This offseason, the Washington Nationals will have some seriously tough decisions to make about on and off field personnel. Possibly the most important of those decisions will be who manages the team in 2012 and beyond. Current Manager Davey Johnson hasn’t decided what he’ll do at the end of the 2011 season and is certainly an option for next season, if he’s interested, but we’re going to discuss other options within the organization that the Nats are considering, as MLB.com’s Bill Ladson reported last night.
As the Nats current Third Base Coach, Bo Porter‘s name was immediately thrown out there as a candidate for the Nats job after Jim Riggleman‘s untimely departure because of his familiarity with the current roster and organization, and he will certainly remain that way going into next season. However, Jack McKeon is not likely to return for the 2012 season as Florida Marlins manager, and they are looking at Porter as a possible replacement, according to Adam Kilgore of The Washington Post. Porter has experience as a Single-A manager with the soon-to-be Miami Marlins, was a bench coach for Kirk Gibson for the Arizona Diamondbacks last season, and is an attractive young managerial candidate.
Randy Knorr is a name that hardcore Nationals fans are certainly familiar with. During his time with the organization, Knorr has managed the three highest minor league clubs in the organization, Single-A Potomac, Double-A Harrisburg, and Triple-A Syracuse. The “familiarity factor” for Knorr will make him a prime candidate with significant homegrown talent likely to make the team next season.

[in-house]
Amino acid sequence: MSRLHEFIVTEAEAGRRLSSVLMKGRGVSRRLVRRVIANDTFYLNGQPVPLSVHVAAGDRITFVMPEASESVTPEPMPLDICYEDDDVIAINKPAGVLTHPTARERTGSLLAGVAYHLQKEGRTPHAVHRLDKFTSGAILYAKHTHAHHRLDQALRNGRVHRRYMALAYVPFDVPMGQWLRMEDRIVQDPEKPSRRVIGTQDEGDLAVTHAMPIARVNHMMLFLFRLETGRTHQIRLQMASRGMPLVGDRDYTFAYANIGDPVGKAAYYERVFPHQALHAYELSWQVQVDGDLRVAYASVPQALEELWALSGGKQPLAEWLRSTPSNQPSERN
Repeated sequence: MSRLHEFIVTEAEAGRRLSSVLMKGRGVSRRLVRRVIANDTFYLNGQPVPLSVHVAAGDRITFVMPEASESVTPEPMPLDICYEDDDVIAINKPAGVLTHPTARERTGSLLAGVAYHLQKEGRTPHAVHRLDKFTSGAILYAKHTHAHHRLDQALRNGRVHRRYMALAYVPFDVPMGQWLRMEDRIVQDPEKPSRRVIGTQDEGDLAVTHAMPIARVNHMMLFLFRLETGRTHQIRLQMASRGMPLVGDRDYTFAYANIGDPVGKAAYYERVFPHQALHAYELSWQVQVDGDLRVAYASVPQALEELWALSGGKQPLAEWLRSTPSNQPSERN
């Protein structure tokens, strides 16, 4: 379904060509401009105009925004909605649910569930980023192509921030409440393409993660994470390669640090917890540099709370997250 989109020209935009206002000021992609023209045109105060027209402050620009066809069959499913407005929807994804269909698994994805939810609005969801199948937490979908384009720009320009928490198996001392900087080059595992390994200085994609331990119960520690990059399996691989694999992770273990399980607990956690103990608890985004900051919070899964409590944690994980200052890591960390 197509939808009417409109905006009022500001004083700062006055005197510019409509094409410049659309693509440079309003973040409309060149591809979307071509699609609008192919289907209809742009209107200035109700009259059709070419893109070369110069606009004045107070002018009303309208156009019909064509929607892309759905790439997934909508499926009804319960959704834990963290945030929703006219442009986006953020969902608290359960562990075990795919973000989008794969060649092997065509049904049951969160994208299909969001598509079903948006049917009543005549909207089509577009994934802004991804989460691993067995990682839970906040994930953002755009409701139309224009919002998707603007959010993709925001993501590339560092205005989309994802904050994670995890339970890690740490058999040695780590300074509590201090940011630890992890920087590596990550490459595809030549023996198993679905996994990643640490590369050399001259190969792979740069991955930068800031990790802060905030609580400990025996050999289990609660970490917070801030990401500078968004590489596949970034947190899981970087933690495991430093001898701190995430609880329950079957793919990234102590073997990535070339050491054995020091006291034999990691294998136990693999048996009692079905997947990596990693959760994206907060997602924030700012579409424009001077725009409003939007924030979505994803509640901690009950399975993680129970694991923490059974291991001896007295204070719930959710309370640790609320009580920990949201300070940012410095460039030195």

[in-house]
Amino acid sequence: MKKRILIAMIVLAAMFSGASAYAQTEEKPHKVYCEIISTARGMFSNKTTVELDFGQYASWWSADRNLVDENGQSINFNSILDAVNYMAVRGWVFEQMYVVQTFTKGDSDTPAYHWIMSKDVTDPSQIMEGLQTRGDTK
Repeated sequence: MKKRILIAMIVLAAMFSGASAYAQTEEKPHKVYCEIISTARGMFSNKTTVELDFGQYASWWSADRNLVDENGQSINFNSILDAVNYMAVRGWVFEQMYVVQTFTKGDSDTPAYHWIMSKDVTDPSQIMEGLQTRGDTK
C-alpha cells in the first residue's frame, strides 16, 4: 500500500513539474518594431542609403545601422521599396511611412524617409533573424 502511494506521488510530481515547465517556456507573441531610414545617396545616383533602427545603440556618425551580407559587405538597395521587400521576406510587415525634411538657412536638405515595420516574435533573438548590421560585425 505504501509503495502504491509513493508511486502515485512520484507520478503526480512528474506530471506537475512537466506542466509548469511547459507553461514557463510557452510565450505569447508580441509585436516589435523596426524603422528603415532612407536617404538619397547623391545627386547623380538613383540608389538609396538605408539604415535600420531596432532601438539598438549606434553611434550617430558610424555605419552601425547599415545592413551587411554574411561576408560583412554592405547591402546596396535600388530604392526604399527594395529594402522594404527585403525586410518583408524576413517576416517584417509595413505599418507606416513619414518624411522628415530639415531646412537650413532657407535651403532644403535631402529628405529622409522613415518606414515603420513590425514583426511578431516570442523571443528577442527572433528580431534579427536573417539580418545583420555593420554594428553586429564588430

Trent Jewett is also familiar with the organization, as he was a candidate for the manager’s post after Frank Robinson‘s departure in 2006. Jewett managed the Triple-A Indianapolis Indians, and formerly the Triple-A Nashville Sounds, from the Pittsburgh Pirates organization in several stints between 1998 and 2008. Jewett was a non-uniformed coach for the Nats to start the season but was promoted to First Base Coach after Dan Radison left out of respect to the recently departed Riggleman.
The Nationals will almost certainly look outside the organization for a few names, but this team, based on so much youth and internal growth, may be best served by looking internally to give someone his first MLB manager’s job. Time will tell, but don’t look for the organization to drag its feet for long on the decision. The 2012 season looks to be a crucial and exciting one for NatsTown.